What We Do & How It Works
From the Ground Up Therapeutic Horsemanship, Inc. offers a range of Equine-Assisted Activities and Therapies (EAAT), described under our Programs link. The benefit of these programs is grounded in the holistic nature of working with horses, i.e. “holistic” in terms of effects on the body, mind, emotions, and relationships. For example, EAAT can improve:
- motor skills
- muscle tone
- sensory integration
- problem solving
- coping skills
- setting boundaries
- impulse control
- emotion regulation
Here’s how it works:
Interacting with horses provides unique experiences unlike other types of physical, psychological or relationship therapies. There are many ways that our equine “therapists” can affect us to bring about functional improvements and enhance our quality of life. And there is increasing scientific support regarding the horse’s ability to affect the whole person: Biomechanically, neurologically, emotionally and even relationally.
Biomechanically, the horse’s movement is the unique and key component in the mounted (riding) aspect of EAAT. The pelvic motion of a horse most closely simulates the human gait and cannot be replicated in any other therapy or on any equipment. While riding, the horse moves the rider’s body in a three-dimensional, rhythmic, repeatable manner that the rider may be unable to do on his/her own. By this process, the rider with physical disabilities develops core strength and improves balance, flexibility, postural control and range of motion.
Neurologically and cognitively, the horse’s three planes of movement stimulate the vestibular (balance “sense”) and proprioceptive (body awareness and spatial orientation) systems of the body. The input from the horse’s movement on these two systems stimulates brain function and rehabilitation, enhancing normal developmental processes like motor planning and sensory integration (ability to process and organize information from the senses). The benefits can include improved learning, communication and attention.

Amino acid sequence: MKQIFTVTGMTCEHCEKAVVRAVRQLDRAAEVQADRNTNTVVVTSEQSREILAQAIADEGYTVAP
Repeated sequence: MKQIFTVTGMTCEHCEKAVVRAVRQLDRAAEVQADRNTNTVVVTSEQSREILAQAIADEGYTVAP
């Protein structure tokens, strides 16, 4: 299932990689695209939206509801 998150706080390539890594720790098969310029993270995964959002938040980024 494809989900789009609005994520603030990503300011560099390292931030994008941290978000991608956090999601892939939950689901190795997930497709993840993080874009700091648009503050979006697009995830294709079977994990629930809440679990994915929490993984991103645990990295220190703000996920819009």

On an emotional level, and with implications for interpersonal relationships, forming a bond with another living creature can have powerful results, including reduction of anxiety and depression, healing old wounds and creating new, positive experiences. Horses are very intuitive, mindful and accepting animals. They sense our mood and emotions and clearly reflect that information back to us using non-verbal communication. Their intimidating size instills confidence, mutual respect, trust and boundaries in all who work with them on the ground or in the saddle. Interacting with horses can teach those with emotional and behavioral problems to trust and care for another creature in a nurturing manner. The ability to guide (in riding or on the ground) and partner with a large, responsive animal offers an increase in self-esteem and independence. And working with horses on the ground in a group setting provides benefits in social skills, teamwork, boundaries and self-discovery.